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Whether you are in favour of the monarchy or not, the death of our Queen is a monumental historical event, not only here in Britain but all around the world. There are plenty of other tv channels nowa

One of the Queens pallbearers Luke Simpson is from just up the road in Selston, you have done you country, Nottingham, family & friends proud.   Respect x      

Each and everyone of those eight young men deserve the utmost respect and admiration, what a mammoth task to have to perform under the gaze of the world, which they did faultlessly. They are no doubt

5 minutes ago, RadFordee said:

I agree Lizzie he did give a good speech and apart from his hair he did look presentable for once in his suit and tie.

Pity he couldn’t find anyone to run an iron over his shirt, though.

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I thought Charles spoke well in his address. He is a better speaker than his late mother and he certainly did a better job than the one Ms Truss turned in outside number ten yesterday. 

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With Charles becoming King I  would have thought we ,as a nation , would have gone from being  (modern) Elizabethans to Charlesians ?

I'm still not sure but others have said that apparently , this era will be known as Carolean , (the older term being Carolingian) ??

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I don't think we need a name for this era.  We didn't refer to the past 70 years as Elizabethan (that was 1558–1603), despite the Queen being on the throne longer than any predecessor.

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10 hours ago, Hey Arnold said:

 

 

Would not the politics thread be more appropriate for the comments made debating control of the BBC rather than an obituary?

 

It's a fair point, but in my defence I was simply responding to an earlier post.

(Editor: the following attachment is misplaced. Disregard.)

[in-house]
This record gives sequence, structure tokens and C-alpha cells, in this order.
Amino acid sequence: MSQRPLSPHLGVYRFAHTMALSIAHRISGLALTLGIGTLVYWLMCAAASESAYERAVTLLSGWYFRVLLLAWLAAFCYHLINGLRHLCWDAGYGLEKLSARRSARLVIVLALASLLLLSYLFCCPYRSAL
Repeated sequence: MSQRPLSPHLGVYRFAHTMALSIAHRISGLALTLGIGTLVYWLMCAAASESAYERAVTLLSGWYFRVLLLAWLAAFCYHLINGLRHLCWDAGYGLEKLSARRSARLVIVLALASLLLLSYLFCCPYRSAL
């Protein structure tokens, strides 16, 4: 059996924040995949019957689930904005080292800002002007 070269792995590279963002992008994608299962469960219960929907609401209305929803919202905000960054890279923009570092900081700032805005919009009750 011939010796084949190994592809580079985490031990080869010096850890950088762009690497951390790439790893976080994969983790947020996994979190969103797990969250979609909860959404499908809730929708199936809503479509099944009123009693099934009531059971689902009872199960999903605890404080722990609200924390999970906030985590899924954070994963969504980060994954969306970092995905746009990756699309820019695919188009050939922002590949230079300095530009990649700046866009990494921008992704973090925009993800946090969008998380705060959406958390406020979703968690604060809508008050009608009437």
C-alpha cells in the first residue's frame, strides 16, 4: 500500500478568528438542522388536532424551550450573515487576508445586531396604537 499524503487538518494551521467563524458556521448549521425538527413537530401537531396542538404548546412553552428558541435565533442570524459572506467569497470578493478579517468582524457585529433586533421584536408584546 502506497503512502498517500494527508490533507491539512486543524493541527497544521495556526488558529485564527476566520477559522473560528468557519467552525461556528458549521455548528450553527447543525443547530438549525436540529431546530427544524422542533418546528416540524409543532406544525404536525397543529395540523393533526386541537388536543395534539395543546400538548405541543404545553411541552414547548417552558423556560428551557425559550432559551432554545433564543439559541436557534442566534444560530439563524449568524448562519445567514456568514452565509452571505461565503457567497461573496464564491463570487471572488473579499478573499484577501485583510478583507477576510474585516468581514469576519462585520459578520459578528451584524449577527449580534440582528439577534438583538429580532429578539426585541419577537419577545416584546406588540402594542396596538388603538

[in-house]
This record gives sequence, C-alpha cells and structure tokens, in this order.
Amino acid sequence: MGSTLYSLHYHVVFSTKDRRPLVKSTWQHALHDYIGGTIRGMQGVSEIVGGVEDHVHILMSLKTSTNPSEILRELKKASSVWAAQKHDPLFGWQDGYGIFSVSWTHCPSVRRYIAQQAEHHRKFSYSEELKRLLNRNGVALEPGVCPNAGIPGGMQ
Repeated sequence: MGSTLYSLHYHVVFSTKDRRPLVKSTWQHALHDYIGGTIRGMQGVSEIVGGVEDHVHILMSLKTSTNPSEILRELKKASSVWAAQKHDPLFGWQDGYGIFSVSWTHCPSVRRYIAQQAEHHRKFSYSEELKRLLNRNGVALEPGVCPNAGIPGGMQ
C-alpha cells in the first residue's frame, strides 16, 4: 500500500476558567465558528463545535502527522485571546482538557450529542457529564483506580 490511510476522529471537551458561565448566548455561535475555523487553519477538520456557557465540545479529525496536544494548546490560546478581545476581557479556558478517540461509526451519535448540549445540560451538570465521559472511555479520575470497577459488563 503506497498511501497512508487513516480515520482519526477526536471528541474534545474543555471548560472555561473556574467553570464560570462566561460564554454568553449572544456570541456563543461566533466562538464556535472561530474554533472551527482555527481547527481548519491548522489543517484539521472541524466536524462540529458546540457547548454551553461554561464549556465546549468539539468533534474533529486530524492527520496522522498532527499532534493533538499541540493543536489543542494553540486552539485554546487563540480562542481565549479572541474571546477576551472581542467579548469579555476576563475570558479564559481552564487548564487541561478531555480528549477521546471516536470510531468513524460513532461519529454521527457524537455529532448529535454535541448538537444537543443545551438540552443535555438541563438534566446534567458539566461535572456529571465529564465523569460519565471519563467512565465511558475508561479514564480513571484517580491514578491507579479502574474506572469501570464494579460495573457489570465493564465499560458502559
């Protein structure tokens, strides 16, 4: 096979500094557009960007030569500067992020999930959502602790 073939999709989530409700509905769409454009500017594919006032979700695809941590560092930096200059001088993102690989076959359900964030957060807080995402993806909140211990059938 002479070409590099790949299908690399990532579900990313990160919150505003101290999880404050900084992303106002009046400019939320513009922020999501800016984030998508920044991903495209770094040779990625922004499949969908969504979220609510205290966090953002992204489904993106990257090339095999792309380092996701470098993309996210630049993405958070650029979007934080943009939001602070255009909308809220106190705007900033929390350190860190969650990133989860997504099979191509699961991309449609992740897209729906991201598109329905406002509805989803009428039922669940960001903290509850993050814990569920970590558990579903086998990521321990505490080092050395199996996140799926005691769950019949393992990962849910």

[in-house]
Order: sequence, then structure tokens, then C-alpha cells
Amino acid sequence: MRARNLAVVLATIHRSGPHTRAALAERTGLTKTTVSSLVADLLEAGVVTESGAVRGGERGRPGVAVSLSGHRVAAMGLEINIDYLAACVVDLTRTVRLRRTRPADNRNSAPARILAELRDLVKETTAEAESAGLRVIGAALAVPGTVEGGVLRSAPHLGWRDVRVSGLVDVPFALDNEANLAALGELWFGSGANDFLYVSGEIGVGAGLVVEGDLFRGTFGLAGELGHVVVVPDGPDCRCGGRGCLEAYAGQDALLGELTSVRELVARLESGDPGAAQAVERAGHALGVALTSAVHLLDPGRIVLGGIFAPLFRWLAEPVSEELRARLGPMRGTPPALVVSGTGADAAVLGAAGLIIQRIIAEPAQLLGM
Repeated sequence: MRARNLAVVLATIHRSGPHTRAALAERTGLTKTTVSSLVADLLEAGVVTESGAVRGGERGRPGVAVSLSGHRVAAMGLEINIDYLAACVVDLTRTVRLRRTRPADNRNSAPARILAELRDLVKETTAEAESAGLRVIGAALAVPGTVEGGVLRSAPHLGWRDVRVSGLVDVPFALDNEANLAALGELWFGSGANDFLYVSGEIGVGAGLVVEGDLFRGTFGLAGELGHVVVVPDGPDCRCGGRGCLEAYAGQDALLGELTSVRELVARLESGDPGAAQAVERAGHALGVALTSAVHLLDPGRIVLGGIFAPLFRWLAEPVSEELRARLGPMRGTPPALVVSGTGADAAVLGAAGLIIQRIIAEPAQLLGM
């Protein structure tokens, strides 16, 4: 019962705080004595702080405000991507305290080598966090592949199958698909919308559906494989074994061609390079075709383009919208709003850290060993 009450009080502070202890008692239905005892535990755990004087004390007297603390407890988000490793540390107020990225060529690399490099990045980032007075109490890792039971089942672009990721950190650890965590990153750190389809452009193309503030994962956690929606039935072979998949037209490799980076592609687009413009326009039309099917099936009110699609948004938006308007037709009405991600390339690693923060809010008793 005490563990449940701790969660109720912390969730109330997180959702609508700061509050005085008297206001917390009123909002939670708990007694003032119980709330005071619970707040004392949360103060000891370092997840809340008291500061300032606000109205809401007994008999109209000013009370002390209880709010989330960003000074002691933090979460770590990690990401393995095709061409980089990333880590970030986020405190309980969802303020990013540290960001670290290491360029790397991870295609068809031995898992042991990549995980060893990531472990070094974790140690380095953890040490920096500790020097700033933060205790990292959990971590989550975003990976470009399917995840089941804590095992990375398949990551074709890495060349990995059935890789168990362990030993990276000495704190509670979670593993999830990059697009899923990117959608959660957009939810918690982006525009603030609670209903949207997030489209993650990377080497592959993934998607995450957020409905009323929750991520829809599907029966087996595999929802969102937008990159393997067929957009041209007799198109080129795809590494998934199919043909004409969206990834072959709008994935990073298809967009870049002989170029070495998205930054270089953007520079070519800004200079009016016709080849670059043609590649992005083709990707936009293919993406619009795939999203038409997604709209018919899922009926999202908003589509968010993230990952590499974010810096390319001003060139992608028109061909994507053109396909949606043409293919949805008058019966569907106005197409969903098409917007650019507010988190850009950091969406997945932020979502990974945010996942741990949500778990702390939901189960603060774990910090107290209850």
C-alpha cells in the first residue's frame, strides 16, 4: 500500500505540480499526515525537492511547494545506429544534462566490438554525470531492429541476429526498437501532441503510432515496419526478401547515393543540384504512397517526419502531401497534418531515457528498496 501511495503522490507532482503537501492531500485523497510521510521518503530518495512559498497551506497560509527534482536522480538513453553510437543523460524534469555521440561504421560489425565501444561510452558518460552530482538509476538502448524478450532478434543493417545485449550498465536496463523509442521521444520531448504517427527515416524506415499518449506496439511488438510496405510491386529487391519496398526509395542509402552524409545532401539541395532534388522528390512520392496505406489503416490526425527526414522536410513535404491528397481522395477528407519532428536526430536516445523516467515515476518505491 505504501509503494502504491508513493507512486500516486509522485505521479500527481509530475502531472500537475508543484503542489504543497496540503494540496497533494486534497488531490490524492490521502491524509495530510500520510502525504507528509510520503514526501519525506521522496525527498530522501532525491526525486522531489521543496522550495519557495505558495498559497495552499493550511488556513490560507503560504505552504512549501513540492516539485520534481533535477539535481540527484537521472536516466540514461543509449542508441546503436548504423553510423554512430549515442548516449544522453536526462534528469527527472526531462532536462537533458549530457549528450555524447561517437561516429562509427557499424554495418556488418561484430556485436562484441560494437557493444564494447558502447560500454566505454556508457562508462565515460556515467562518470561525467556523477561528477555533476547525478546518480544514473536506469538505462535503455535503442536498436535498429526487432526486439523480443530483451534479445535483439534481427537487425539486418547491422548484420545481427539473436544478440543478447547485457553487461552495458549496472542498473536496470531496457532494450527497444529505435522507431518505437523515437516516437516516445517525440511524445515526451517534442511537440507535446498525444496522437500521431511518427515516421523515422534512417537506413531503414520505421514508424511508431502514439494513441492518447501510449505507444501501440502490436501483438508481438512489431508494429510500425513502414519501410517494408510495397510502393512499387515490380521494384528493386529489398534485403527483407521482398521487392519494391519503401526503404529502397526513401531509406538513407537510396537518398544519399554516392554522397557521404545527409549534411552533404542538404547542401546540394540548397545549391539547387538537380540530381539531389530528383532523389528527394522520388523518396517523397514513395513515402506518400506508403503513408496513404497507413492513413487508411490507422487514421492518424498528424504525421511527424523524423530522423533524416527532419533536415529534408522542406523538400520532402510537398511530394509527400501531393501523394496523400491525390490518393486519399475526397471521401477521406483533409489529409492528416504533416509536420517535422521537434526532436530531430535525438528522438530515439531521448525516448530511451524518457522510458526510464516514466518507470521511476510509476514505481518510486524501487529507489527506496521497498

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54 minutes ago, The Engineer said:

We didn't refer to the past 70 years as Elizabethan 

True but in a 100 years in the future we may be called that ?

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It's all a bit hit and miss isn't it?

 

Edward VII (1901-1910) - Edwardian but George V (1910-1936) and George VI (1936-1952), not Georgian (as that had been used for four previous Georges 1714-1840).

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Being totally frivolous what about calling it the Charleton era?

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22 hours ago, Cliff Ton said:

It would be interesting to know how many people are watching the wall-to-wall Queen programmes.

 

 

 

Be interesting to know what percentage still watch live TV I would’ve think it’s a very small audience from anyone under 60 

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10 hours ago, MRS B said:

Being totally frivolous what about calling it the Charleton era?

Or even Charleston.

 

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17 hours ago, LizzieM said:

How did all these individuals get into St Paul’s for the Thanksgiving Service, were they invited or did they hang about outside hoping to get in the door?   Am I old-fashioned thinking that the congregation should have made a bit of an effort dress-wise at such an event, especially as it’s televised worldwide?  A lot of the people there were downright scruffy, open-neck shirts, T shirts, I  even saw a large woman in a tracksuit!   When Diana’s funeral cortège drove up the M1 through Hertfordshire I stood on the hard shoulder wearing a black jacket, to me it was only right. 

 

As I understand from the commentary, the service was meant to be open to anyone.  There were only a select few invited guests. The rest of the congregation simply turned up and queued in the hope of admission. I don't think there was much advance notice. So, people who heard about it will have turned up in whatever they were wearing, to have a chance of getting in.

I dare say there will have been a mix. Some genuinely wanting to pay their respects, some just wanting to be able to say they were there  and some hoping to get 'on the telly'.

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Whilst not being bothered about the monarchy one way or the other I did by default (had watched something I had recorded and had just gone back to normal tv when Sky News were showing his speech) a bit of King Charles speech yesterday.